The Myth of the "Data-Driven" Business
You may have noticed I have been pretty quiet in my blog lately aside from sharing news about our ACCELERATE event in San Francisco in November. It’s partially because honestly I’ve been swamped with new clients, existing work, and the never-ending effort to be a good husband, dad, and friend in the midst of Demystifying web analytics …
But being busy is no excuse to stop sharing ideas and encouraging conversation so let’s dive into something that has increasingly become a pet-peeve of mine: the notion leveraging web analytics to create a “data-driven” business.
I’m sure I have used this phrase in the past in an effort to describe the transformation that companies need to go through in the digital world, relying less on “gut feel” and more on cold, hard data to guide business decision making. Hell, a lot of smart of people have, including Omniture’s Brent Dykes and Google Analytics Evangelist Avinash Kaushik who has gone so far as to describe creating a data-driven culture as the “holiest of holy grails.”
Becoming “data driven” is the way to silence the HIPPO and to more firmly establish the value of our collective investments in digital measurement, analysis, and optimization technology. It sounds great, except for one thing:
A “data-driven business” would be doomed to fail.
I think that perhaps what people mean when they talk about being “data-driven” is the need for a heightened awareness of the numerous source of data and information we have available in the digital world, enough so that we are able to take advantage of these sources to create insights and make recommendations. On this point I agree — better use of available data in the decision making process is an awesome thing indeed.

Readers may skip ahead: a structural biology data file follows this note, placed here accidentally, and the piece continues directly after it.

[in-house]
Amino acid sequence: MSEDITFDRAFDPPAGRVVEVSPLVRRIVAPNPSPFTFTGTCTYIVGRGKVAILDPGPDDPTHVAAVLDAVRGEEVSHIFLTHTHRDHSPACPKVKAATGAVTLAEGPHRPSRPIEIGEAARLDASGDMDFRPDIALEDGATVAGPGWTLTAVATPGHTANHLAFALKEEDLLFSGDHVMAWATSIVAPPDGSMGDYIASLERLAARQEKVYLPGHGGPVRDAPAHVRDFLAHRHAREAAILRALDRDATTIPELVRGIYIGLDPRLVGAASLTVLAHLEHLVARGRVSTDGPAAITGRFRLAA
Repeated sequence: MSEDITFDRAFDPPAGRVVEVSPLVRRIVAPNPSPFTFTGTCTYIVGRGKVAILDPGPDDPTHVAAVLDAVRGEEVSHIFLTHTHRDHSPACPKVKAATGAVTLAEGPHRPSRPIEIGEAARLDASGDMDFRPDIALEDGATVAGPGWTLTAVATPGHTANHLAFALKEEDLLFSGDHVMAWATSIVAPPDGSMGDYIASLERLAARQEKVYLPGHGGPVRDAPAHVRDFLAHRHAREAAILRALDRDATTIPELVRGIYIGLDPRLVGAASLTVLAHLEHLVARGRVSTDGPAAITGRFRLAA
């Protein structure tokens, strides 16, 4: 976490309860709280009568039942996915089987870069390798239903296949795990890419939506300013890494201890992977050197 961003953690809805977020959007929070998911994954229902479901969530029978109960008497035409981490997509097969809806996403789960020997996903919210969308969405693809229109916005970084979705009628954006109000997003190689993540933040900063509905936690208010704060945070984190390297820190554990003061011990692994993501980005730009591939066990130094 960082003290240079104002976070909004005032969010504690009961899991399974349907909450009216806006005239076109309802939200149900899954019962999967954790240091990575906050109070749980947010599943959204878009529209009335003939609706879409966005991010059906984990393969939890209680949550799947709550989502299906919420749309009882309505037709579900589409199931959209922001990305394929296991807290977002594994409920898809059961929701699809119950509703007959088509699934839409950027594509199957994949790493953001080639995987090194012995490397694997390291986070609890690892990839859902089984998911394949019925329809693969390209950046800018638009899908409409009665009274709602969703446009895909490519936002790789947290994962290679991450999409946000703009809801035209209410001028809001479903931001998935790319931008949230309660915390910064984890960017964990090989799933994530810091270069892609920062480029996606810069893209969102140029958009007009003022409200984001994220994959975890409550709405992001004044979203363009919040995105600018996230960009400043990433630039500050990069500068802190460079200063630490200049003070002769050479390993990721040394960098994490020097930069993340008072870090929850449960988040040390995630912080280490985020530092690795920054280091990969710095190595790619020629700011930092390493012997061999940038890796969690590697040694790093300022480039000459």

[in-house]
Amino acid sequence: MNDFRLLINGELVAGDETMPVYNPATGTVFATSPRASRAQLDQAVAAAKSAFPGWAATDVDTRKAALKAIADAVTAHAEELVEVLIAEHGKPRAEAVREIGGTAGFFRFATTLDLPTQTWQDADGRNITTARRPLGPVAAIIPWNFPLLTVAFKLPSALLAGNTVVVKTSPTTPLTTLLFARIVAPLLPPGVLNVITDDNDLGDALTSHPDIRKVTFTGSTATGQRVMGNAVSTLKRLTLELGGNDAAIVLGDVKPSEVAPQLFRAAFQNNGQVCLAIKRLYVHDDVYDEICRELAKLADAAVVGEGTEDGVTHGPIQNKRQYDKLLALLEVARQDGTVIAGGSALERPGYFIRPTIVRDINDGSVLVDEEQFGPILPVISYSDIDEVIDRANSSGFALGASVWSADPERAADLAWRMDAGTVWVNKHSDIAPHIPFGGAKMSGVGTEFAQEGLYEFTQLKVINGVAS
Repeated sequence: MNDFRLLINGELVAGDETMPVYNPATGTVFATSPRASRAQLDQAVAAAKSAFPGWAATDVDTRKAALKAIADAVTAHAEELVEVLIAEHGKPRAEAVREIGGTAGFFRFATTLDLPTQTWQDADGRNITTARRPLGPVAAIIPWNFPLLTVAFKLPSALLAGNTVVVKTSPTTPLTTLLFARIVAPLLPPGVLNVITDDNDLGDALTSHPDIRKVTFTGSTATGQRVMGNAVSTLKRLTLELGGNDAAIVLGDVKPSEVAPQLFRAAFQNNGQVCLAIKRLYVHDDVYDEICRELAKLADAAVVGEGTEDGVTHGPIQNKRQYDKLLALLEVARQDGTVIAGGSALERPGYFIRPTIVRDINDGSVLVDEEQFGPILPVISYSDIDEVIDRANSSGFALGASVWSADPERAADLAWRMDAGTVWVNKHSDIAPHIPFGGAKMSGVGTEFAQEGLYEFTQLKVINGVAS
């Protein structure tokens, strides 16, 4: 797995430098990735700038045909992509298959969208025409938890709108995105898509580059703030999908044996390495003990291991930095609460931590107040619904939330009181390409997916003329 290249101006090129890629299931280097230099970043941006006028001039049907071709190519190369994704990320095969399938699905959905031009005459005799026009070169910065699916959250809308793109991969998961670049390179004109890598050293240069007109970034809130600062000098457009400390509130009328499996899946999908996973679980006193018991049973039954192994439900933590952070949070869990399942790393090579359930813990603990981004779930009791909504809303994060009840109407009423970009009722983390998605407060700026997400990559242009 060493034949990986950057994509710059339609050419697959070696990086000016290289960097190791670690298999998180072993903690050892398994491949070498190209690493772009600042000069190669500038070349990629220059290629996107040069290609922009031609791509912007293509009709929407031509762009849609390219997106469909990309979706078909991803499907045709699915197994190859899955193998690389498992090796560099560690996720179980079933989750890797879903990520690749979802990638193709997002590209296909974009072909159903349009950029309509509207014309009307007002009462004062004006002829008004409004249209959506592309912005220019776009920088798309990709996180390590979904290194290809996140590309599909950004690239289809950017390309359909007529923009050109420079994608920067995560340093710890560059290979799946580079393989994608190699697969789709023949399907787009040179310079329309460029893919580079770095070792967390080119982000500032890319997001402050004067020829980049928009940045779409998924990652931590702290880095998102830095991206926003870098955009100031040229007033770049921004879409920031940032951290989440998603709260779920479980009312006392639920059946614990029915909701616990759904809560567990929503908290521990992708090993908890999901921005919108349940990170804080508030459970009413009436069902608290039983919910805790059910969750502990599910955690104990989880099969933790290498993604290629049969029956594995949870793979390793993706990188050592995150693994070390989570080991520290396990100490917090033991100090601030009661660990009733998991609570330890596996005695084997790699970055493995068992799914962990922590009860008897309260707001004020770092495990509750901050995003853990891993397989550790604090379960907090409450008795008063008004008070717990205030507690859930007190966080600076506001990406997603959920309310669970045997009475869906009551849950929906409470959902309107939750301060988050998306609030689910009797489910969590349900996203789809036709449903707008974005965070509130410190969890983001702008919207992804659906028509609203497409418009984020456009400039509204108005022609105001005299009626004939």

My concern arises from the idea that any business of even moderate size and complexity can be truly “driven” by data. I think the right word is “informed” and what we are collectively trying to create is “increasingly data-informed and data-aware businesses and business people” who integrate the wide array of knowledge we can generate about digital consumers into the traditional decisioning process. The end-goal of this integration is more agile, responsive, and intelligent businesses that are better able to compete in a rapidly changing business environment.
Perhaps this is mere semantics — you say “potato” I say “tuberous rhizome” — but given the sheer number of consultants, vendors, and practitioners talking about creating, powering, and working in the mythical “data-driven business” I have started to worry that we’re about to shoot ourselves in the collective foot. We (meaning the web analytics industry as a whole) have done this before, first by claiming that web analytics was easy, then by insisting that cookies were harmless … and personally I’d prefer we avoid yet another self-imposed crisis of credibility if possible.
And while this may be semantics, I do disagree with Brent Dykes assertion that in the absence of carrot-and-stick accountability that web analytics breaks down and fails to create any benefit within the business, although I do understand fully where Mr. Dykes is coming from. I simply have not seen nearly enough evidence that eschewing the type of business acumen, experience, and awareness that is the very heart-and-soul of every successful business in favor of a “by the numbers” approach creates the type of result that the “data-driven” school seems to be evangelizing for.
What I do see in our best clients and those rare, transcendent organizations that truly understand the relationship between people, process, and technology — and are able to leverage that knowledge to inform their overarching business strategy — is a very healthy blend of data and business knowledge, each applied judiciously based on the challenge at hand. Smart business leaders leveraging insights and recommendations made by a trusted analytics organization — not automatons pulling levers based on a hit count, p-value, or conversion rate.